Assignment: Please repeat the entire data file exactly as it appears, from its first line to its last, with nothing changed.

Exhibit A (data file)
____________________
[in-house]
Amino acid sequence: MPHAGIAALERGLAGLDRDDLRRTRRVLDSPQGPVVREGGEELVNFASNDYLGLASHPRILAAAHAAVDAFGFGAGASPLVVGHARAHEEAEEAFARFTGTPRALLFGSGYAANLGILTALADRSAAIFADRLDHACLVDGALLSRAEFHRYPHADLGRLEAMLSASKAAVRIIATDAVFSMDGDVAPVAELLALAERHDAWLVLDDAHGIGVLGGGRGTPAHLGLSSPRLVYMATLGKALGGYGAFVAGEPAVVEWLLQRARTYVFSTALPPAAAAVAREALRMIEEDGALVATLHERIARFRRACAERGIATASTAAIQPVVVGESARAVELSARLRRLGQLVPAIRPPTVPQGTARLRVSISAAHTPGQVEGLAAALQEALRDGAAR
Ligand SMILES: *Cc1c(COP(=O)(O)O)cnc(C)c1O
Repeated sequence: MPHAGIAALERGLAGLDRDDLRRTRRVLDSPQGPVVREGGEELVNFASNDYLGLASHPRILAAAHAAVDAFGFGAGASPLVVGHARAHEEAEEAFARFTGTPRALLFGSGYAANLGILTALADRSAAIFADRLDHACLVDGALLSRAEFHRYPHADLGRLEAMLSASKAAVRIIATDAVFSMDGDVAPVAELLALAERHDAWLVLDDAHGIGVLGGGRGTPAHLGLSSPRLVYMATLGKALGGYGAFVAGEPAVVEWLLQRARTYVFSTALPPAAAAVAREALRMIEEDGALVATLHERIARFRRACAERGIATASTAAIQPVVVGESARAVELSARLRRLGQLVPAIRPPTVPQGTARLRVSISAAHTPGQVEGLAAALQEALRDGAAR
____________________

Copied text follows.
[in-house]
Amino acid sequence: MPHAGIAALERGLAGLDRDDLRRTRRVLDSPQGPVVREGGEELVNFASNDYLGLASHPRILAAAHAAVDAFGFGAGASPLVVGHARAHEEAEEAFARFTGTPRALLFGSGYAANLGILTALADRSAAIFADRLDHACLVDGALLSRAEFHRYPHADLGRLEAMLSASKAAVRIIATDAVFSMDGDVAPVAELLALAERHDAWLVLDDAHGIGVLGGGRGTPAHLGLSSPRLVYMATLGKALGGYGAFVAGEPAVVEWLLQRARTYVFSTALPPAAAAVAREALRMIEEDGALVATLHERIARFRRACAERGIATASTAAIQPVVVGESARAVELSARLRRLGQLVPAIRPPTVPQGTARLRVSISAAHTPGQVEGLAAALQEALRDGAAR
Ligand SMILES: *Cc1c(COP(=O)(O)O)cnc(C)c1O
Repeated sequence: MPHAGIAALERGLAGLDRDDLRRTRRVLDSPQGPVVREGGEELVNFASNDYLGLASHPRILAAAHAAVDAFGFGAGASPLVVGHARAHEEAEEAFARFTGTPRALLFGSGYAANLGILTALADRSAAIFADRLDHACLVDGALLSRAEFHRYPHADLGRLEAMLSASKAAVRIIATDAVFSMDGDVAPVAELLALAERHDAWLVLDDAHGIGVLGGGRGTPAHLGLSSPRLVYMATLGKALGGYGAFVAGEPAVVEWLLQRARTYVFSTALPPAAAAVAREALRMIEEDGALVATLHERIARFRRACAERGIATASTAAIQPVVVGESARAVELSARLRRLGQLVPAIRPPTVPQGTARLRVSISAAHTPGQVEGLAAALQEALRDGAAR